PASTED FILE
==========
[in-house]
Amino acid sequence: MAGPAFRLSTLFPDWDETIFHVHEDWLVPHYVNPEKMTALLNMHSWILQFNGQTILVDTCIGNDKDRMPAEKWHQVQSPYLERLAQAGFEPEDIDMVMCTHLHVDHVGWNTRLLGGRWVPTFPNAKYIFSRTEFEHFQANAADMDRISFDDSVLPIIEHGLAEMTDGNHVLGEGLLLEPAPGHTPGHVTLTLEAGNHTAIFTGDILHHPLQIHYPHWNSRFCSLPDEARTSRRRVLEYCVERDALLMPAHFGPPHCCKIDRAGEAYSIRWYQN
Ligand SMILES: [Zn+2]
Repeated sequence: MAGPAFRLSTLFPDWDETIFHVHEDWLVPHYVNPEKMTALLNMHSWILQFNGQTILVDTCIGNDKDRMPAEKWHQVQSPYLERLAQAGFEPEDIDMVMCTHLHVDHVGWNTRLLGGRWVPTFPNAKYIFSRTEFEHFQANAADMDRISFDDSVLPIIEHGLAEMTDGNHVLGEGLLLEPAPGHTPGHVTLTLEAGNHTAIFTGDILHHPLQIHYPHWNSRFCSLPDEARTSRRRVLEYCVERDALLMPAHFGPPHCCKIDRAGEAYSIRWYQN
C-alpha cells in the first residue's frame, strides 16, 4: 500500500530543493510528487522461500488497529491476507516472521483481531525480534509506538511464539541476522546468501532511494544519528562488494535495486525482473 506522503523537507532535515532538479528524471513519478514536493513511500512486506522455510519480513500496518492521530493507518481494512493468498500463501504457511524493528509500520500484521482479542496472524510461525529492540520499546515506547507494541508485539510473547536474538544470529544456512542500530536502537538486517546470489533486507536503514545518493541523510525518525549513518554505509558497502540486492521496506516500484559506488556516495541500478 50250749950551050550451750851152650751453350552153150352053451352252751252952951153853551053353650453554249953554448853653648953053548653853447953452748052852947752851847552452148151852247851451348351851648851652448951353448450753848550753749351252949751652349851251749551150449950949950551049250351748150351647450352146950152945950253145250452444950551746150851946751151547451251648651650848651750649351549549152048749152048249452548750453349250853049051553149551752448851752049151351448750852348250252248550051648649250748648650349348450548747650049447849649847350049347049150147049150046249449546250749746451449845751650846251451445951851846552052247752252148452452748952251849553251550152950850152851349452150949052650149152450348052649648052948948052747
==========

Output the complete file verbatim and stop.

[in-house]
Amino acid sequence: MAGPAFRLSTLFPDWDETIFHVHEDWLVPHYVNPEKMTALLNMHSWILQFNGQTILVDTCIGNDKDRMPAEKWHQVQSPYLERLAQAGFEPEDIDMVMCTHLHVDHVGWNTRLLGGRWVPTFPNAKYIFSRTEFEHFQANAADMDRISFDDSVLPIIEHGLAEMTDGNHVLGEGLLLEPAPGHTPGHVTLTLEAGNHTAIFTGDILHHPLQIHYPHWNSRFCSLPDEARTSRRRVLEYCVERDALLMPAHFGPPHCCKIDRAGEAYSIRWYQN
Ligand SMILES: [Zn+2]
Repeated sequence: MAGPAFRLSTLFPDWDETIFHVHEDWLVPHYVNPEKMTALLNMHSWILQFNGQTILVDTCIGNDKDRMPAEKWHQVQSPYLERLAQAGFEPEDIDMVMCTHLHVDHVGWNTRLLGGRWVPTFPNAKYIFSRTEFEHFQANAADMDRISFDDSVLPIIEHGLAEMTDGNHVLGEGLLLEPAPGHTPGHVTLTLEAGNHTAIFTGDILHHPLQIHYPHWNSRFCSLPDEARTSRRRVLEYCVERDALLMPAHFGPPHCCKIDRAGEAYSIRWYQN
C-alpha cells in the first residue's frame, strides 16, 4: 500500500530543493510528487522461500488497529491476507516472521483481531525480534509506538511464539541476522546468501532511494544519528562488494535495486525482473 506522503523537507532535515532538479528524471513519478514536493513511500512486506522455510519480513500496518492521530493507518481494512493468498500463501504457511524493528509500520500484521482479542496472524510461525529492540520499546515506547507494541508485539510473547536474538544470529544456512542500530536502537538486517546470489533486507536503514545518493541523510525518525549513518554505509558497502540486492521496506516500484559506488556516495541500478 50250749950551050550451750851152650751453350552153150352053451352252751252952951153853551053353650453554249953554448853653648953053548653853447953452748052852947752851847552452148151852247851451348351851648851652448951353448450753848550753749351252949751652349851251749551150449950949950551049250351748150351647450352146950152945950253145250452444950551746150851946751151547451251648651650848651750649351549549152048749152048249452548750453349250853049051553149551752448851752049151351448750852348250252248550051648649250748648650349348450548747650049447849649847350049347049150147049150046249449546250749746451449845751650846251451445951851846552052247752252148452452748952251849553251550152950850152851349452150949052650149152450348052649648052948948052747